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The Study of the Progress of School Education In India. |

Rashmi Nirgun, in Journal of Advances and Scholarly Researches in Allied Education | Multidisciplinary Academic Research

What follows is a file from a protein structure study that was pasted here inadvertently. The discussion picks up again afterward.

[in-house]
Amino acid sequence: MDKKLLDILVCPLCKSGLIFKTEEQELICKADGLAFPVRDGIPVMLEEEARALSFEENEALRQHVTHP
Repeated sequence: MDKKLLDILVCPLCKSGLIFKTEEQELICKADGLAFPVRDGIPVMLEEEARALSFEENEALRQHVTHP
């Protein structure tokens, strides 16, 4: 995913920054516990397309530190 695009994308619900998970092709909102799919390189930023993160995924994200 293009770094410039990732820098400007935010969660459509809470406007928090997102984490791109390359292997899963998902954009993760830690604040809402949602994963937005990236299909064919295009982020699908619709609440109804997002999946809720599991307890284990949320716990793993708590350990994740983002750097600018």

This paper provides an overview of school education in India.  Firstly, it places India s educationalachievements in international perspective, especially against countries withwhich it is now increasingly compared such as BRIC economies in general andChina in particular. India does well relative to Pakistan and Bangladesh butlags seriously behind China and the other BRIC countries, especially insecondary school participation and youth literacy rates.   Secondly, the paper examines schoolingaccess in terms of enrolment and school attendance rates, and schooling qualityin terms of literacy rates, learning achievement levels, school resources andteacher inputs.  The substantial silverlining in the cloud of Indian education is that its primary enrolment rates arenow close to universal. However, despite progress, attendance and retentionrates are not close to universal, secondary enrolment rates are low, learningachievement levels are seriously low and teacher absenteeism is high,signalling poor quality of schooling.  Thirdly, the paper examines the role of private schooling in India.While more modest in rural areas, the recent growth of private schooling inurban areas has been nothing short of massive, raising questions about growinginequality in educational opportunity. Evidence suggests that private schoolsare both more effective in imparting learning and do so at a fraction of theunit cost of government schools, their cost advantage being because they canpay market wages while government school teachers  bureaucratically setminimum wages have large rents in them which teacher unions have fought hard tosecure.  Lastly, the paper discusses somemajor public education initiatives such as Sarva Shiksha Abhiyan,mid-day meal and para-teacher schemes. The impacts of these massive interventions (and their sub-components) onchildren s schooling outcomes need to be rigorously evaluated to learnabout the cost-effectiveness of alternative interventions for better futurepolicy making. However, the existence of some of these initiatives and theintroduction of the 2% education cess to fund them suggests increased publiccommitment to school education and, together with increased NGO educationactivity, gives grounds for optimism about the future, even though manychallenges remain.